In a highly unsurprising plot-twist, it’s revealed that Valerie has stowed away. It’s also no surprise that the Professor’s far from impressed to discover that his three children are present with Henderson in the rocket. He wants them to remain in orbit around the Earth, but Valerie – demonstrating a sly cunning – suggests to both Henderson and her father that it would be safer if they travelled on and orbited around the Moon instead.
A moment which warms the heart occurs when we see news of the Professor’s feat transmitted around the world. In the UK this is represented by some over-acting extras, but the best is yet to come. We travel to France (accordion music, a couple of sailors sitting outside a café), Canada (a man fishing in the wilderness with some very obvious cardboard mountains behind him) and Australia (a man in a stable with a piece of straw in his mouth). It may be a touch stereotypical, but it’s a nice piece of shorthand that shows how, very much like the real Moon landings in 1969, this trip to the Moon was something that the whole world could share.
There’s a rather impressive weightless effect which shows Jimmy floating about. In the years before CSO, I don’t think this inlay effect would have been that easy to produce (I can’t remember any similar examples in 1960’s Doctor Who, for example).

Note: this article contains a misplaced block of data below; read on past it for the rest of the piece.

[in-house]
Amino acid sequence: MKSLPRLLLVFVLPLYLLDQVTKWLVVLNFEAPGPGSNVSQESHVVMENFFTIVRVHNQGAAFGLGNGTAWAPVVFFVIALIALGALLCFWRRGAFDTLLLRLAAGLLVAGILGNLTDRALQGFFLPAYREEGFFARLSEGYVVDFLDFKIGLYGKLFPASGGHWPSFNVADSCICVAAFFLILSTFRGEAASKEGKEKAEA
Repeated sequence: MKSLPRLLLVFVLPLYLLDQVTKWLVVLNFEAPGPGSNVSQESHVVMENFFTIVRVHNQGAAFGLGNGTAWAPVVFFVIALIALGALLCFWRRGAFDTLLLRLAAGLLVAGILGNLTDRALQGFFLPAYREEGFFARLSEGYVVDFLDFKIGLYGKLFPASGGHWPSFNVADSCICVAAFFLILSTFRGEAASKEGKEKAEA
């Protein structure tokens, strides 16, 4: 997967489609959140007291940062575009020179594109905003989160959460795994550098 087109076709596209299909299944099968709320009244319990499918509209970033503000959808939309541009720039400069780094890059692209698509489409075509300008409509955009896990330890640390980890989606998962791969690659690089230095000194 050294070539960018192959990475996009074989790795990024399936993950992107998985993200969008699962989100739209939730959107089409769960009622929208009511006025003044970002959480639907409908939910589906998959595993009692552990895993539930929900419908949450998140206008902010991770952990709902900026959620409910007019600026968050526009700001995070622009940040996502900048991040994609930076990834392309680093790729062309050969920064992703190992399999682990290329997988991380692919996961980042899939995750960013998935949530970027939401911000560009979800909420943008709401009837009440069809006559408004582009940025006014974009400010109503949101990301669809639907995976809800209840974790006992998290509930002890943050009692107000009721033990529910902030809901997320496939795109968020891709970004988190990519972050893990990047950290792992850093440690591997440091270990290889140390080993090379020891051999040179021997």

This episode gives us a chance to get to know the Professor’s crew. Given the era this was made, it’s a progressive touch that a woman, Mary Meadows (Pamela Barney), is aboard. And she didn’t have to stow away! As we’ll see in a minute, Dr. O’Connell (Harold Goldblatt) is currently operating in full Private Frazer mode (he doesn’t go as far as telling them that they’re all doomed, but it’s close). And for the moment, Ian Murray (Hugh Evans), hasn’t had a great deal to do.
Dr O’Connell’s a worried man. He’s convinced that disaster awaits them if they attempt to land on the Moon – and he uses force to try to prevent the Professor from doing so. You’d have assumed that the Professor would have screened his crew beforehand to prevent any such problems, oh well. Luckily, once they manage to land O’Connell regains his composure and it’s smiles all round again.
I do like the scene where Mary is describing the Moon landscape, prior to the moment when they touch down. The Moon we see through the viewscope looks pretty much like the real thing, so they clearly must have done some research. We’ll see next time how accurate the full-size surface looks though …
Whilst the trouble in getting to the Moon has been the main plot-thread so far, the episode closes with an intriguing mystery. The Professor spots a ship on the other side of the Moon and naturally assumes it’s Henderson. But it’s not, so where has this unidentified ship come from?